Climb No Mountains
by Adam Foley
Somewhere along the line, I started believing spirituality was something I could succeed at. Like ascending a mountain, I would sweat, I would ache, I would persevere, and one day I would reach the summit. The truth is I have reached the spiritual summit, many times, and nothing was there but an empty sky. This is because when I set out on my journey I missed one piece of vital information; there is no mountain.
It is easy in our goal-oriented society to accidentally turn spiritual work into a self-improvement project. If stuck in a mindset of self-driven achievement we can miss the point of many spiritual teachings. “Become your best self,” “be better”, “pass your spiritual tests “ seem like admirable challenges. But don’t go climbing a mountain just yet. In our eagerness to improve we may miss where the initial drive to work on ourselves comes from; that we need fixing in the first place.
When I speak to people on Soul Sessions I start with a question; “Why did you want a session?” The question is simple, the answer complex. I often see the same belief system reoccurring. The belief we need to change ourselves to be fulfilled. But Soul’s message is always loud and clear; we are not innately broken. Brokenness is learned through years of conditioning and can be repetitively reinforced by the need to better ourselves. Spiritual work is not to change who you are; it is to discover where you are already whole.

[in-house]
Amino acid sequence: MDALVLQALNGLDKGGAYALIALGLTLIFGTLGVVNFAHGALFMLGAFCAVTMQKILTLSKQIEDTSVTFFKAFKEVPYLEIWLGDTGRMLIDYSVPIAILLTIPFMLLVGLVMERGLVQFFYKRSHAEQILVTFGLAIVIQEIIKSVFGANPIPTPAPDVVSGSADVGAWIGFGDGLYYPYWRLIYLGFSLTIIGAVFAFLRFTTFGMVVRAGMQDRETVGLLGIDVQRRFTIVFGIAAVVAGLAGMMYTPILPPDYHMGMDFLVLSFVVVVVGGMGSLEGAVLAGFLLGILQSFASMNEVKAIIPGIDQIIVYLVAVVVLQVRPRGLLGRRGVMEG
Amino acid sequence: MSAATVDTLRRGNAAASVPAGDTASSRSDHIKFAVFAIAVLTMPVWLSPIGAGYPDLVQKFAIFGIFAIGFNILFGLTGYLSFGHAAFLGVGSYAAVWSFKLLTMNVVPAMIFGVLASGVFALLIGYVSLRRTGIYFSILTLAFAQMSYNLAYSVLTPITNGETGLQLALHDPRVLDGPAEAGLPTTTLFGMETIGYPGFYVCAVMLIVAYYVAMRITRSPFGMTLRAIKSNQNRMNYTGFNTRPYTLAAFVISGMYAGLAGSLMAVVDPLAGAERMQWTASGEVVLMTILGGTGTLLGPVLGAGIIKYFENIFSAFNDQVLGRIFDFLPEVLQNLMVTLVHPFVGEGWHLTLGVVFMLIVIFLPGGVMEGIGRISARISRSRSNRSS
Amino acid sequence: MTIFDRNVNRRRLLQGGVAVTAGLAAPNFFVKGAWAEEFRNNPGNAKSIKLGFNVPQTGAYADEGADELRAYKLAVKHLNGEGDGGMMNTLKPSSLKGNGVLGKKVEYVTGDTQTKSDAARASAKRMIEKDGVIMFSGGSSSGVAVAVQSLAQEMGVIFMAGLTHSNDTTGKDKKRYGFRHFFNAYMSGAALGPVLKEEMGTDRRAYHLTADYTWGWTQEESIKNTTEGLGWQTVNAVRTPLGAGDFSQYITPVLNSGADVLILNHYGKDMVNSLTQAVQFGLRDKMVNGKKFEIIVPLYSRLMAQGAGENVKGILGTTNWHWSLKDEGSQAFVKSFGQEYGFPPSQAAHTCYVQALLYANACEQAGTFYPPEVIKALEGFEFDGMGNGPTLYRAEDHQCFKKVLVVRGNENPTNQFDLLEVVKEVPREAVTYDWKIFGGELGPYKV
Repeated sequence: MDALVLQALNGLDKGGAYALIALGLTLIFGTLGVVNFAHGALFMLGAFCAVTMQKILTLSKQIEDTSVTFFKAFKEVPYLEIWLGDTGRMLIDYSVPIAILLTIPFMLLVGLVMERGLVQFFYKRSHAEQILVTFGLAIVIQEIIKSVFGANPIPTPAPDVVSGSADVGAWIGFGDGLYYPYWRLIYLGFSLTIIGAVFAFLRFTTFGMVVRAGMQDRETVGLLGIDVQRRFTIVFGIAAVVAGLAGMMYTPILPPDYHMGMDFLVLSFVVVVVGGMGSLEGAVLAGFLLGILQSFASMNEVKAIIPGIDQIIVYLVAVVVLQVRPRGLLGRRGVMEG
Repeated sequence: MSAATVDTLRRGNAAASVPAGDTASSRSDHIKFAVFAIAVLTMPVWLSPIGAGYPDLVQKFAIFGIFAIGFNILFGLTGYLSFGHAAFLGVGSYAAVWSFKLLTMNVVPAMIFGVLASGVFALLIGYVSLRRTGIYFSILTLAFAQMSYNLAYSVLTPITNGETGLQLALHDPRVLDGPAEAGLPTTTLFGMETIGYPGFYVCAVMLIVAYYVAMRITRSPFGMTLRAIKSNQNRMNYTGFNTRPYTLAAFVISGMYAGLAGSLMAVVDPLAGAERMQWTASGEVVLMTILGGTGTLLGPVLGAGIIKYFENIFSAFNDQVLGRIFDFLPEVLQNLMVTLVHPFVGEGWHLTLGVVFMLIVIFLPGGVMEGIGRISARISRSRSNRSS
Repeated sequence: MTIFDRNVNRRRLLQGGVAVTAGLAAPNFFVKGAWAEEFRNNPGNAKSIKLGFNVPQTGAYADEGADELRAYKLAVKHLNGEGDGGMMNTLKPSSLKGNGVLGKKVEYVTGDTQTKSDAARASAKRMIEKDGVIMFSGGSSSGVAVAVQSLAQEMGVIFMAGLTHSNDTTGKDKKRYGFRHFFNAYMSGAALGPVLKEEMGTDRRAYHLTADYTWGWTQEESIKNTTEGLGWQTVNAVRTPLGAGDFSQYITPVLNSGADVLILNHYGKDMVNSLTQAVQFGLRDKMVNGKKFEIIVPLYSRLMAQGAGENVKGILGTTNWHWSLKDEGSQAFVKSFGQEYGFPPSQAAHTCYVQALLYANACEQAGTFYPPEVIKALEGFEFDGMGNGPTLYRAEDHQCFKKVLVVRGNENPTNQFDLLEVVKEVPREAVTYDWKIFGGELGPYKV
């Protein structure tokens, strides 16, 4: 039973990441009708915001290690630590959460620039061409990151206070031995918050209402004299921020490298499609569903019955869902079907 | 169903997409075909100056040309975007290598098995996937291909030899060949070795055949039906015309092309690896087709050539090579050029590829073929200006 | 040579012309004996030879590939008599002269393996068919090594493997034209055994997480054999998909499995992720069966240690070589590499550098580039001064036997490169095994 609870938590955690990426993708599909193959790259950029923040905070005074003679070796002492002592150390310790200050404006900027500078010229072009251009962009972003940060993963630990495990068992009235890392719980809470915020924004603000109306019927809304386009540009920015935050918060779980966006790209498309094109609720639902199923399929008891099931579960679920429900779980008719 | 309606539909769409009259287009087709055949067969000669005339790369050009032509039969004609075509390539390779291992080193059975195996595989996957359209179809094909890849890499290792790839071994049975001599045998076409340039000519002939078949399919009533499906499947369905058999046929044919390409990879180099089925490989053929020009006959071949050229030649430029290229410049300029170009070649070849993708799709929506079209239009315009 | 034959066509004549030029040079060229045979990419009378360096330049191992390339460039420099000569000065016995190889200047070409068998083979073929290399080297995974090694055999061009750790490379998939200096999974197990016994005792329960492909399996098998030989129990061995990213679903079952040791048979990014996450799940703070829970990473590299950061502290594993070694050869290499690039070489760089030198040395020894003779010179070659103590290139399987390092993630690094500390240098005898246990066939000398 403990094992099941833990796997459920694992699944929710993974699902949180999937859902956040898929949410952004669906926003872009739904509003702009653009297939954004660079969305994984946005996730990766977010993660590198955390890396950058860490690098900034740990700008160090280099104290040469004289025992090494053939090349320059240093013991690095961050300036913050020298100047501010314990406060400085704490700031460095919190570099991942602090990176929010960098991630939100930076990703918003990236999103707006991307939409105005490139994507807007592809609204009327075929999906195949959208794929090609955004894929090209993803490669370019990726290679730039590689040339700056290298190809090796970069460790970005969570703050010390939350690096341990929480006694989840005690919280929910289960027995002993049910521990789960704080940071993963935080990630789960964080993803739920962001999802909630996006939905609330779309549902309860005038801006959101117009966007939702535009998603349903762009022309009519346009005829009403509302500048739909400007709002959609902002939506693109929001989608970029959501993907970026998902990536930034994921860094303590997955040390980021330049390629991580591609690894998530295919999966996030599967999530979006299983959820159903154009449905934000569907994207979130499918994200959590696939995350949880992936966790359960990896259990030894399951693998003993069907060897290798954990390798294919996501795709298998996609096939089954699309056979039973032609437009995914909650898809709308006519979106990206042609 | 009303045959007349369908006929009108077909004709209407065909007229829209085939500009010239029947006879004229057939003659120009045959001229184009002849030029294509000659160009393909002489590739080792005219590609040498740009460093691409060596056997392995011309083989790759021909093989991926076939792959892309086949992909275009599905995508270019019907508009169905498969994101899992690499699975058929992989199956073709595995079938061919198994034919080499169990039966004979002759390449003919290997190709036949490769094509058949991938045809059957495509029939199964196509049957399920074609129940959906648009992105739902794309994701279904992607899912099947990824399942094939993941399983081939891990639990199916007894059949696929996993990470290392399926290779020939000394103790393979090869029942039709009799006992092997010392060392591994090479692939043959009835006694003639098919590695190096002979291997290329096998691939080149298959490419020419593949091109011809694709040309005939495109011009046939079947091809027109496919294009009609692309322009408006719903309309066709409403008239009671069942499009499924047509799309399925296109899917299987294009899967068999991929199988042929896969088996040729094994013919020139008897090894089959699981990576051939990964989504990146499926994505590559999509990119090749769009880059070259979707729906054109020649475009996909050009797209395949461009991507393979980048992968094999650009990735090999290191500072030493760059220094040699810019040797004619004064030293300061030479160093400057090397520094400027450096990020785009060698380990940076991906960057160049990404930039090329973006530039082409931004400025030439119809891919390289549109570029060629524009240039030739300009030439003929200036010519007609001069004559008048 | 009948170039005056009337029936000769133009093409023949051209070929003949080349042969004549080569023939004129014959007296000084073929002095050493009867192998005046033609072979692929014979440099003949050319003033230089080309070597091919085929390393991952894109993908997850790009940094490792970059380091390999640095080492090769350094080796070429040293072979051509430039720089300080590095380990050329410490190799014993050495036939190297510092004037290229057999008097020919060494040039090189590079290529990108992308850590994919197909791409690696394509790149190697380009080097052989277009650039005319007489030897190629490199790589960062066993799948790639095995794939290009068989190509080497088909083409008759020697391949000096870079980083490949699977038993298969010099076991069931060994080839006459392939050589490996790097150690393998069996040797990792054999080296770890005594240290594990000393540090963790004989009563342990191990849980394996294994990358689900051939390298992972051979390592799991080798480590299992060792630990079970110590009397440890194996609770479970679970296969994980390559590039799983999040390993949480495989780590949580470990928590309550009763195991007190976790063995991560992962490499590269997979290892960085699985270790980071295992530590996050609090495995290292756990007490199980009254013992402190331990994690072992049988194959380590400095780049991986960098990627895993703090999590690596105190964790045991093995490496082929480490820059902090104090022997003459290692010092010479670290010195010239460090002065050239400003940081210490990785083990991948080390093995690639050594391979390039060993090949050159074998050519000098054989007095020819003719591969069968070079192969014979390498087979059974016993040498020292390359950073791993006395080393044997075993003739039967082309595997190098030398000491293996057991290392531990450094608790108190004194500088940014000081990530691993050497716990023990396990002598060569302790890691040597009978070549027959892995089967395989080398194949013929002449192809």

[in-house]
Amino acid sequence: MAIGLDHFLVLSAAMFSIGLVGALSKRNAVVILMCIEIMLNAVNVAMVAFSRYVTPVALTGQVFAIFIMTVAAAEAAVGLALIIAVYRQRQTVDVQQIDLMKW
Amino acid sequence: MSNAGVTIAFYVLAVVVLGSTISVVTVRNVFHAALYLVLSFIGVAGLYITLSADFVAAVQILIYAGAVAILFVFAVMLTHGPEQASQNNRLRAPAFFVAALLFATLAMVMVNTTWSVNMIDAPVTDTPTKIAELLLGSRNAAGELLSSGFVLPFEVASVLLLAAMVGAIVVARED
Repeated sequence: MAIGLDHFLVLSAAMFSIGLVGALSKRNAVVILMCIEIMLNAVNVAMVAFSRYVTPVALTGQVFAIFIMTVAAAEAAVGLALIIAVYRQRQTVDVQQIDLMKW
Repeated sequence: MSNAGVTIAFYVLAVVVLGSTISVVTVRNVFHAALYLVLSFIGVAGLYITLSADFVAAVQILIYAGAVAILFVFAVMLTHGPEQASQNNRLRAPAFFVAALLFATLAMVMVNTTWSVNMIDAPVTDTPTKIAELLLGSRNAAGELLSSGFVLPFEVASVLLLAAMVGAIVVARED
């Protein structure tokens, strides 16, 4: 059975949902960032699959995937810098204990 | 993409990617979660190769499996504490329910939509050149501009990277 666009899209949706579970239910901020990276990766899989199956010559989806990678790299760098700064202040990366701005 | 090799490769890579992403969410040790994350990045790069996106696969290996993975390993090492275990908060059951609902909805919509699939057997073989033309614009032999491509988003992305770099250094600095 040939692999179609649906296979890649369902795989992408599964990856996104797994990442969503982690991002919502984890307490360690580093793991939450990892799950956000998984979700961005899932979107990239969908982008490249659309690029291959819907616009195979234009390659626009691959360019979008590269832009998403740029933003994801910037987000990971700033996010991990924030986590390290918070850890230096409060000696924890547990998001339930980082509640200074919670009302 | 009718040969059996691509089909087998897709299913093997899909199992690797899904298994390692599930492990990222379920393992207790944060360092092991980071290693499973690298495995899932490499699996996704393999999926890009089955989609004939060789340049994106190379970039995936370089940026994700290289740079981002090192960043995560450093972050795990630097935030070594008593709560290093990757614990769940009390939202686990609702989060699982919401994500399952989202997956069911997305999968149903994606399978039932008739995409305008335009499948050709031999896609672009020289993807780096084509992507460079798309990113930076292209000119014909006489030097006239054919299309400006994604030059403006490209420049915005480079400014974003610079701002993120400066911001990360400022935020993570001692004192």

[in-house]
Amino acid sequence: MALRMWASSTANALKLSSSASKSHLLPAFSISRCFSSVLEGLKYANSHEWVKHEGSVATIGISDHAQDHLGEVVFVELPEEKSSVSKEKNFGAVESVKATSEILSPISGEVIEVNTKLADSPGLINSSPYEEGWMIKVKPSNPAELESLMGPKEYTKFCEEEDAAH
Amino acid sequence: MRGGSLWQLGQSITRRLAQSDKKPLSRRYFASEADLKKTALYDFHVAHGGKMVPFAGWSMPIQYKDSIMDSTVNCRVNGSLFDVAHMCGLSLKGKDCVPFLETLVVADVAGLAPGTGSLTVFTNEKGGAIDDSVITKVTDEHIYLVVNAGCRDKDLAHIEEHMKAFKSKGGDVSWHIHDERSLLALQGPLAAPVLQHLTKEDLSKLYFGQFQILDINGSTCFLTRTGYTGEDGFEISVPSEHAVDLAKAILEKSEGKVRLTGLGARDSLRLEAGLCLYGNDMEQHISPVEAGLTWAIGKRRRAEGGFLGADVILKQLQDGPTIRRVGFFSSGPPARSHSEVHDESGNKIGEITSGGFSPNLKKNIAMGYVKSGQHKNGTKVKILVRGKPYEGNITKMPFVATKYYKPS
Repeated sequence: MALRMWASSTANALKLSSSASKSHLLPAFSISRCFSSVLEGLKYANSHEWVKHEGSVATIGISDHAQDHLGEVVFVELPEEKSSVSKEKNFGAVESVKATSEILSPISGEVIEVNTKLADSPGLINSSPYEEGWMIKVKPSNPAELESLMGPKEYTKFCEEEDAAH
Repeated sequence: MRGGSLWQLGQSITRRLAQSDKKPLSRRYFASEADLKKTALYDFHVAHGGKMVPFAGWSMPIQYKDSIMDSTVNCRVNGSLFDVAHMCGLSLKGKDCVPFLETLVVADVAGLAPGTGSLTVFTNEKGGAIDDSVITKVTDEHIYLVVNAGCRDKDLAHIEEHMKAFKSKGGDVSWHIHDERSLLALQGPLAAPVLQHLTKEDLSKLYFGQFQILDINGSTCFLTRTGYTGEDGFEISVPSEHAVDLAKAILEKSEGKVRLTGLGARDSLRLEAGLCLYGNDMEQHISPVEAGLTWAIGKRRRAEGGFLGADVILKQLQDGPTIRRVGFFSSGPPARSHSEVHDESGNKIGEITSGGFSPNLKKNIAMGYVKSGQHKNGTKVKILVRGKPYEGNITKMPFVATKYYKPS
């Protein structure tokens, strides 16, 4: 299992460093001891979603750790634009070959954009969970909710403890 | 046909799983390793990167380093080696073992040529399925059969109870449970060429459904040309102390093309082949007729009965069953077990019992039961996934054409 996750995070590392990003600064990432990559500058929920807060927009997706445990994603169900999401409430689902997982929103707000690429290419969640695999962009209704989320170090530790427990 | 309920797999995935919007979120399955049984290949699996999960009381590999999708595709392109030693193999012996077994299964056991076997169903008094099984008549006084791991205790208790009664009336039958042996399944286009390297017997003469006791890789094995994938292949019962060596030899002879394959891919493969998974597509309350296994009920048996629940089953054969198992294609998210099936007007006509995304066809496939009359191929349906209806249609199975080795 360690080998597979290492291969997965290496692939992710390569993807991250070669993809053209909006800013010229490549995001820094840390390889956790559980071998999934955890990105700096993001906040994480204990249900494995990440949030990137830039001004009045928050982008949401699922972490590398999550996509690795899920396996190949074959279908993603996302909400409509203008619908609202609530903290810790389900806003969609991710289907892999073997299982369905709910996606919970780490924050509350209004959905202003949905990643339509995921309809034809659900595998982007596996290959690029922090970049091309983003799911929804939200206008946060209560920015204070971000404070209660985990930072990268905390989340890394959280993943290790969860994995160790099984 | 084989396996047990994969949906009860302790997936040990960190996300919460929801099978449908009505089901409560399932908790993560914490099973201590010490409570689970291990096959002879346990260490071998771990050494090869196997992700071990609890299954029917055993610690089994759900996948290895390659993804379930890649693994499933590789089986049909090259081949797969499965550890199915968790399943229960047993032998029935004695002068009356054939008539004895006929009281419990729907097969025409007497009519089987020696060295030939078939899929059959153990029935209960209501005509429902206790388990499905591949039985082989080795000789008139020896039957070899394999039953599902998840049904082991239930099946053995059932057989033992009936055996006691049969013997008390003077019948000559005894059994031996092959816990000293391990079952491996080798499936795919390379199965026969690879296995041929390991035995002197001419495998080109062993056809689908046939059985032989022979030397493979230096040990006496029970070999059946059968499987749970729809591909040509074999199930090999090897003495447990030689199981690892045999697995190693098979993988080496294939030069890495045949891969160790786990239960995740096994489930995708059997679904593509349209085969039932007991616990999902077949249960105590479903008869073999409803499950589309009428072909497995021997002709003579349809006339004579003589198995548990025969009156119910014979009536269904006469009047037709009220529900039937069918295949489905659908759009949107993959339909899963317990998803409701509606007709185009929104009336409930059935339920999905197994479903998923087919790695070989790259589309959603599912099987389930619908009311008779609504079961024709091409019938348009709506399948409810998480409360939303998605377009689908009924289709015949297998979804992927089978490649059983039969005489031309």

During our retreats, we sometimes hand out small mirrors to the group. I will never forget the day Elisa and I feverishly filled two shopping carts with near to one hundred mirrors. At check out, the shopping clerk gave us a quizzical look. I said something along the lines of “We use the mirrors to see directly into Soul.” The rest of the check-out was in silence.
I could have worded my response more appropriately because we use the mirrors for an eye gazing exercise. First, we ask participants to notice their exterior appearance. The most common experience is an immediate shaming checklist; Oh, my teeth are yellow! I should get new toothpaste. Do I really have wrinkles there? I don’t like this angle of my neck. If I diet will my face be thinner? Then we ask for everyone to look into and behind their eyes. Find, the who, that is looking outward. The part of ourselves that is untouched from our need to change. It is not always easy to shut down the mind chatter but after a few minutes, you can feel a shift in the room. When asked to describe what they are seeing participants often use words like innocence, beauty, awe, brilliance, and Soul.
Spiritual work is not about moving forward, it’s about stopping altogether. We can become our best selves and we can pass all our spiritual tests, but not by adding more self-critique into our lives. We become Soul when we shed everything that keeps us running from our true selves. The journey is not to climb up a mountain and achieve greater spiritual heights but to set up a base camp where you are. Learn to live with yourself, relax into your true self, and trust the deepest core of self. Divinity is waiting there.